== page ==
I did manage to get a few things done for AFTRA's members before I left, though. Despite the MIS Director bad-mouthing me to the HR Director and Operations Director so much that those two employees (otherwise seemingly honest workers) told me that they could see his point that I was a "cop" for writing the new policies, I managed to get most of the policies I wanted signed by the same Executive Director who later had me fired. And then the Operations Director authorized me to hold employee classes on the new policies, basically training every company employee on them. I accomplished this miracle simply by NOT running things past the Network Administrator or MIS Director after they displayed so much hostility. It wasn't necessary to include them anyway, since the Operations Director and Executive Director were in charge of the new policies, and were familiar with the type of rules typically included in any company policy. The Director of Operations and AFTRA's Attorneys struck down a few points, but by the time the MIS Director saw them, the policies were written. Then, when the MIS Director complained to me, I told him that similar policies were standard IT policies on the books at most other companies 10 years ago -- why couldn't he handle 10-year-old standards in the industry? He finally admitted to the other Directors that there was nothing in the new policies that he couldn't comply with. Yeah, sometimes I actually care about my job enough to do the right thing. Plus I never like to do a half-assed job, even when I'm in a really half-assed company. I always try to keep at least a minimum standard when circumstances allow it. And the unaddressed harassment made it pretty clear that I wouldn't be there long enough to worry about my job anyway, especially with so many good techies being fired around me for no apparent reason.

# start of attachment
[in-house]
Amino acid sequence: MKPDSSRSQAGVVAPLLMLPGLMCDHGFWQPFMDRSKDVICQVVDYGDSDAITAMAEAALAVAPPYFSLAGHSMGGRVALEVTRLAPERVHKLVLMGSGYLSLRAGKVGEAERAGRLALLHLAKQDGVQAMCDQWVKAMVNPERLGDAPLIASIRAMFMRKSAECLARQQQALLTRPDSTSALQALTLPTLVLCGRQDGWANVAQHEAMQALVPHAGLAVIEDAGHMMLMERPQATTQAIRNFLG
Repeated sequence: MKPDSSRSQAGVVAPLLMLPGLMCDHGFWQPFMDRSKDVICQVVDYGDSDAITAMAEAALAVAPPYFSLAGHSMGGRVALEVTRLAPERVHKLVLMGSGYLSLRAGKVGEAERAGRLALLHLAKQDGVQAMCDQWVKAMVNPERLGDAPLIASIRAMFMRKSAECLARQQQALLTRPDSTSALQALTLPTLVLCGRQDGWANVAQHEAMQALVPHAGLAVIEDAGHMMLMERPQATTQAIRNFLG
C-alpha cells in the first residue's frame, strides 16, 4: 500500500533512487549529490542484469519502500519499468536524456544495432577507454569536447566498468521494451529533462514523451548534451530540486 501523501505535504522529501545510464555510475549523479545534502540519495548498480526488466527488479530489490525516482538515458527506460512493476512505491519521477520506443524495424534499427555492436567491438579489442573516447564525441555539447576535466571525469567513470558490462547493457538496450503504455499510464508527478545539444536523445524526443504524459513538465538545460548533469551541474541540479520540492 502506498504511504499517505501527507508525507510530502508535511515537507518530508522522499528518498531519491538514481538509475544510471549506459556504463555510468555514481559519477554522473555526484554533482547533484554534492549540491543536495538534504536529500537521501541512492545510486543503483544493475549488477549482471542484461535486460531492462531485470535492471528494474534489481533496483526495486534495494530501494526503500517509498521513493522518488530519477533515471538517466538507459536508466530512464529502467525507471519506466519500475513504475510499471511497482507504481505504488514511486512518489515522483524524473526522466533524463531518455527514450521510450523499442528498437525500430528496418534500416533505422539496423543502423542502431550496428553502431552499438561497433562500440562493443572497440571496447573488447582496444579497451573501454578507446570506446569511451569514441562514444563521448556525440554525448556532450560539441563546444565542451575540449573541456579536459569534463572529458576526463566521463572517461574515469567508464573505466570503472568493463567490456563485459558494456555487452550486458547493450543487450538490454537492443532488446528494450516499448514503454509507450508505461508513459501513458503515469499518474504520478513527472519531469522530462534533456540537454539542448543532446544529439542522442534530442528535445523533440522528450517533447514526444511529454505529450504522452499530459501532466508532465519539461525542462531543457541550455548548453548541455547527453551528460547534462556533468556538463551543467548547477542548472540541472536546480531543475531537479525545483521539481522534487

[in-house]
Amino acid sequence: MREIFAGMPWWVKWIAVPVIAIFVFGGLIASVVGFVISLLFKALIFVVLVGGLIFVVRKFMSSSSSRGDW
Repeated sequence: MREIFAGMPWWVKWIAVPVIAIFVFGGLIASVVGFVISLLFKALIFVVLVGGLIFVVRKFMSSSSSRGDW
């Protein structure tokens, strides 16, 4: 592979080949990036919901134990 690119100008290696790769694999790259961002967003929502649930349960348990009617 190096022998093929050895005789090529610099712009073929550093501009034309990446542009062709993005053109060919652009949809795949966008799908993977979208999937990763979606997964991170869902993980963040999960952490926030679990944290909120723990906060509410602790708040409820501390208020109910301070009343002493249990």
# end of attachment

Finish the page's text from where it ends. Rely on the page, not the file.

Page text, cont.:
In other words, the password requirements, expiring logins, encryption, and many other standard security measures were approved by AFTRA's counsel, signed by the Executive Director, and on the books when I left the company. The MIS Department may not follow any of them, but at least AFTRA's polices are no longer Dark Ages IT. Their HIPAA Security Policies are almost exactly what their consultant wanted, with watered-down versions of Prudential's policies used as the model for corresponding procedures. (Keep in mind that Prudential's procedures were a million times stricter than AFTRA's policies though -- and Prudential's were in existence AND strictly followed ten years earlier, before HIPAA was even written or passed into law.) If AFTRA actually follows its new policies and procedures in the future (who can tell if THAT will ever happen), AFTRA's data should be SOMEWHAT secure.